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Last year, in the â€śCommunity Voicesâ€ť section of my local paper there was a column written by a woman about the proliferation of yard signs in her neighborhood proclaiming â€śGod lives here!â€ť She said that often the behavior of her neighbors displaying these signs was far from divine.
Recently, I recalled this column as I noticed the â€śHe is Risen!â€ť crosses beginning to appear in my neighborsâ€™ yards. I knew many of these people held close their belief in Jesus and acted as he didâ€“they reached out to families new to the area, they befriended the friendless and cared for the weak. But others, behaved in ways that werenâ€™t really in line with Jesusâ€™s actions.
They argued with each other about the cutting down of dead bushes between properties, escalating the fight to the point where lawsuits were threatened. They disregarded neighborhood speed limits and drove at dangerously high speeds when children were leaving for school in the morning. They failed to clean up after their pets but got angry when others left their dog’s waste in the park. They fought about who should and should not have access to neighborhood common areas and green spaces.
But residents with crosses on their lawns werenâ€™t the only ones acting in ways that were inconsistent with their religionâ€™s values. A number of people with mezuzahs on their doors behaved similarly. Neither Jesus nor Moses would have been particularly proud.
While I was bemoaning the unneighborly behavior, I remembered other actions by neighbors that were the embodiment of shared religious values. There was the family that invited a neighbor for dinner when her husband was out of town. A man who found at the gym a water bottle that belonged to a woman from down the street and returned it to her. A young woman who moved in with an older, single woman to care for her. A mom who found a neighbor’s dog that had gotten out and ensured that the pup got home safely. A teen who retrieved my son’s basketball from the pond in our park.
Tattooed and ghoulish looking, and dressed in dark clothes, the teenager appeared to be an unlikely savior. Yet, he turned out to be the personification of loving-kindness.
As my son and I struggled to find a way to get his ball that was moving further towards the middle of the lake, the teen approached with a friend. Our dog went up to them hoping to get a pat. We said hello and returned to trying to get the ball. Suddenly, the male teen walked into the cold, murky pond toward the ball. It was then that we noticed his shoes on the bank and his rolled-up pants. He grabbed the basketball and returned it to my son.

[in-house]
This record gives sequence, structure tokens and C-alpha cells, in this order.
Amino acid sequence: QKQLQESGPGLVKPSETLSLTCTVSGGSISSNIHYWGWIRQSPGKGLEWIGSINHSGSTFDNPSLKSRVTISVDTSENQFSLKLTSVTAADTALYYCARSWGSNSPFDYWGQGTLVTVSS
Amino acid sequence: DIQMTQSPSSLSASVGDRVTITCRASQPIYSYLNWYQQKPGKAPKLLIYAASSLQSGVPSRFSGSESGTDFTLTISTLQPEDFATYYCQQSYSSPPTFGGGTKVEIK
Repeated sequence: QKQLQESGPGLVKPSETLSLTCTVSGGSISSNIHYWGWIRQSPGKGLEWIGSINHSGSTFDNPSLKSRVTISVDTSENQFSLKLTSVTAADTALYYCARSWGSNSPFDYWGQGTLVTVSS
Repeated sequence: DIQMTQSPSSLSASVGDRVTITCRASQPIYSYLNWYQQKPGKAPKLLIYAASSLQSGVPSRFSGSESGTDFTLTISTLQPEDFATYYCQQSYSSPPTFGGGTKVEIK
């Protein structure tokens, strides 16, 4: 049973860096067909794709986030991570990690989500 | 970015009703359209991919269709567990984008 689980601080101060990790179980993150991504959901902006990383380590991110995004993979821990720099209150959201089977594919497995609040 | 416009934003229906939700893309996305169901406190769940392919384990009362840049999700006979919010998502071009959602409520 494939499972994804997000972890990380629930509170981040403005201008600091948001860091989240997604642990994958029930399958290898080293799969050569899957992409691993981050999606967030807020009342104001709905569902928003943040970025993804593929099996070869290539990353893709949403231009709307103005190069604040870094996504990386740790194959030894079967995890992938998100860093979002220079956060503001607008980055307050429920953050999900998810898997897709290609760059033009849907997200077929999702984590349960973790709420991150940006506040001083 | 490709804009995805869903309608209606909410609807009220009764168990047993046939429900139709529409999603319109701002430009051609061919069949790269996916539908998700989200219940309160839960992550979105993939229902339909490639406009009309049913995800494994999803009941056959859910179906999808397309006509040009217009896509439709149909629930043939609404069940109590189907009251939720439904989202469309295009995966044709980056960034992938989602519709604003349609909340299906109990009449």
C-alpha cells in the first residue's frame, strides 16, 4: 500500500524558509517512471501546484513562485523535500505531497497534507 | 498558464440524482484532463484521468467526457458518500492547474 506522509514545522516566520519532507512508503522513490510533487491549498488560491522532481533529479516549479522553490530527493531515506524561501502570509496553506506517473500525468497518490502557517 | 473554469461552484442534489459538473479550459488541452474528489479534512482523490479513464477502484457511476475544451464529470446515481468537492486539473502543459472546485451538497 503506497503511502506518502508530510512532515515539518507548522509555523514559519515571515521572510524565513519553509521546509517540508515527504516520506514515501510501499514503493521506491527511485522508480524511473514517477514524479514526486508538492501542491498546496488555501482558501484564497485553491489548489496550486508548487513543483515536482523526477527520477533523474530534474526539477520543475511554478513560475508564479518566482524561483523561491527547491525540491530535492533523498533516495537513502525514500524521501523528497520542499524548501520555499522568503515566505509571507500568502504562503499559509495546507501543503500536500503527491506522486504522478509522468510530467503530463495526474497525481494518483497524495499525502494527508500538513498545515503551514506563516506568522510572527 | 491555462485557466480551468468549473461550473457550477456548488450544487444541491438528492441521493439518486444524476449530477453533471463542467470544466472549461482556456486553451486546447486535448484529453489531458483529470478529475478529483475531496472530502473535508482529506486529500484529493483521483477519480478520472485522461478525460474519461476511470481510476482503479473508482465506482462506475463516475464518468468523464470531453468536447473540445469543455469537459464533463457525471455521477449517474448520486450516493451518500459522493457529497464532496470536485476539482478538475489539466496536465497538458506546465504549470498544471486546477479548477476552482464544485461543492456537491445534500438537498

For a moment, we were speechless. My son and I thanked him over and over, and asked if there was something we could do to show our appreciation. The only thing the teen wanted in return was to pet our dog for a minute. Then he and his friend walked away. I was certain we had just encountered Elijah.
According to Jewish legend, the prophet Elijah, who is destined to wander the earth as a heavenly messenger, appears to individuals in many guises. He arrives to guard the sick and newborn and to help the hopeless dressed as a beggar, scoundrel, peasant and now, possibly, a goth teenager. He reminds us not to judge someoneâ€™s godliness by his or her appearance or a symbol on a lawn or door. Rather, he shows us that a personâ€™s goodness and adherence to the principles of their faith is revealed through deeds.
After lamenting the ungodly behavior of her neighbors, the writer of the â€śCommunity Voicesâ€ť essay, said that God did live in her neighborhood through the right actions performed by some of the areaâ€™s residents. She said, â€śDeeds outrank yard signs.â€ť The encounter with the would-be Elijah provided a similar reminder for my son and meâ€“actions trump dress.
This Passover, when you open your door for Elijah, think about how you and your family can walk in the prophet’s ways. Then do it, because actions speak louder than words.